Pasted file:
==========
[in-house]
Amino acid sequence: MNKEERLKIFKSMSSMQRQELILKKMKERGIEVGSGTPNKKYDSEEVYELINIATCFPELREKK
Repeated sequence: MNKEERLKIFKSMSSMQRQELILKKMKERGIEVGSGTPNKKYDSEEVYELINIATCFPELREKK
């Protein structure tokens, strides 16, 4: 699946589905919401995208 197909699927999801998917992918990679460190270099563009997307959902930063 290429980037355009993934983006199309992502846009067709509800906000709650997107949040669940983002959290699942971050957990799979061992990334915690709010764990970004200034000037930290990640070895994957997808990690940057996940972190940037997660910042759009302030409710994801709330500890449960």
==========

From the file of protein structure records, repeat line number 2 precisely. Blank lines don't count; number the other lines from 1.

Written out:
Amino acid sequence: MNKEERLKIFKSMSSMQRQELILKKMKERGIEVGSGTPNKKYDSEEVYELINIATCFPELREKK